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Water and renewable energy with rapid growth in the Arizona-Sonora border region Presented at Arizona-Mexico Commission, Water Committee, Phoenix, 20-21.

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Presentation on theme: "Water and renewable energy with rapid growth in the Arizona-Sonora border region Presented at Arizona-Mexico Commission, Water Committee, Phoenix, 20-21."— Presentation transcript:

1 Water and renewable energy with rapid growth in the Arizona-Sonora border region Presented at Arizona-Mexico Commission, Water Committee, Phoenix, June 2008.

2 Water and Renewable Energy with Rapid Growth in the Arizona-Sonora Border Region Dr. Martin J. (Mike) Pasqualetti Dr. Christopher Scott School of Geographical Sciences Udall Center for Studies in Public Policy, & Barrett Honors College Dept. Geography & Regional Development Arizona State University University of Arizona Arizona State University University of Arizona This work is supported by the Arizona Water Institute

3 Humanity’s Top 10 Problems for the Next 50 Years 1. Energy 2. Water 3. Food 4. Environment 5. Poverty 6. Terrorism and War 7. Disease 8. Education 9. Democracy 10. Population Source: Nobel laureate, Richard Smalley

4 Objective Identify the needs, opportunities, and impediments for binational joint water-energy management at the Arizona/Sonora border

5 Outline  Growth, energy and water  Renewable energy resources at the border  Water resources at the border  Preliminary conclusions and next steps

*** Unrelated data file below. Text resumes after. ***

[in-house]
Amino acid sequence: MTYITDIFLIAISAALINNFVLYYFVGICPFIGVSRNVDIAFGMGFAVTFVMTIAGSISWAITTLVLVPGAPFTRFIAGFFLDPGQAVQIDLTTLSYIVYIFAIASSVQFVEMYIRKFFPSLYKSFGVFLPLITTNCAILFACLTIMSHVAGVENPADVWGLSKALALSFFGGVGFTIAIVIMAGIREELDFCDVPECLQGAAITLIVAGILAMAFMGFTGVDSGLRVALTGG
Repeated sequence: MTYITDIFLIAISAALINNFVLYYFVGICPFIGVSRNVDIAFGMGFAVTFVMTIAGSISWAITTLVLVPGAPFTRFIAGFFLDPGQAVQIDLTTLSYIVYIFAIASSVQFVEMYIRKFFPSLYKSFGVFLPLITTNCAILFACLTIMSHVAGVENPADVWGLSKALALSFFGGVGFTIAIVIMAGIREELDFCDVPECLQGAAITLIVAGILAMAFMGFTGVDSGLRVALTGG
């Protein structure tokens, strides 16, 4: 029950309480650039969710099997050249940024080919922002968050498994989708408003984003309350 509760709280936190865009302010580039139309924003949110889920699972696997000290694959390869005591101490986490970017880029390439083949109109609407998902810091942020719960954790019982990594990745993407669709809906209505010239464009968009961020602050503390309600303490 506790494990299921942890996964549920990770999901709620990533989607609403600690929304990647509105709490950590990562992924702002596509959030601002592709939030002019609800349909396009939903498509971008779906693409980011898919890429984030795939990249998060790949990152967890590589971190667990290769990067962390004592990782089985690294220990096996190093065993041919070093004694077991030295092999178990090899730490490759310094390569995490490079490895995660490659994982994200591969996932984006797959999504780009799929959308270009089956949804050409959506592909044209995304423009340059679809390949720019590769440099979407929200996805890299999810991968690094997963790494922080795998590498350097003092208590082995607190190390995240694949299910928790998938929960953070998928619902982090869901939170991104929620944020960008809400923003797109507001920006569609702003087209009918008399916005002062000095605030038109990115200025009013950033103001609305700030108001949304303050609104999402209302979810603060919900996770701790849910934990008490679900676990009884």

6 1.Growth, Energy & Water

7 Arizona’s Rapid Growth

8 Population Trends in Mexico – Source: El Colegio de la Frontera Norte

9 Population vs Energy Demand ( )

10 Average Gallons per MWhr for Arizona-Based Facilities Revised 2/8/08

11 APS’ projected energy demand Renewables DSM / Conservation Still needed 2,563 MW 7,298 MW

12 Source: Allan T. Marks,

13 Water-Energy Joint Management Water Energy Water Energy Water Energy Water United States Mexico Current resource management in the border area Potential binational, joint management of water and energy

14 2. Renewable energy resources at the border

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16 Arizona has several promising areas located primarily from St. Johns northwest to Gray Mountain Arizona’s Wind Energy Resource

17 Geothermal Energy Mexico is 3 rd Largest Geothermal Country (over 300 sites identified) On May 2007, the Wagner Trench off Puerto Peñasco was surveyed by researchers from the Institute of Geophysics and the Institute of Marine Science using UNAM’s hydrographic nautical cruiser

18 Map prepared by Patrick Laney and Julie Brizzee, INEEL for US DoE, based on data from Geo-Heat Center Geothermal Database, 2002 & NOAA, Land Ownership Geothermal Categories Arizona’s Geothermal Resource

19 Tidal Turbine Farm – artist impression

20 Solar Potential in the US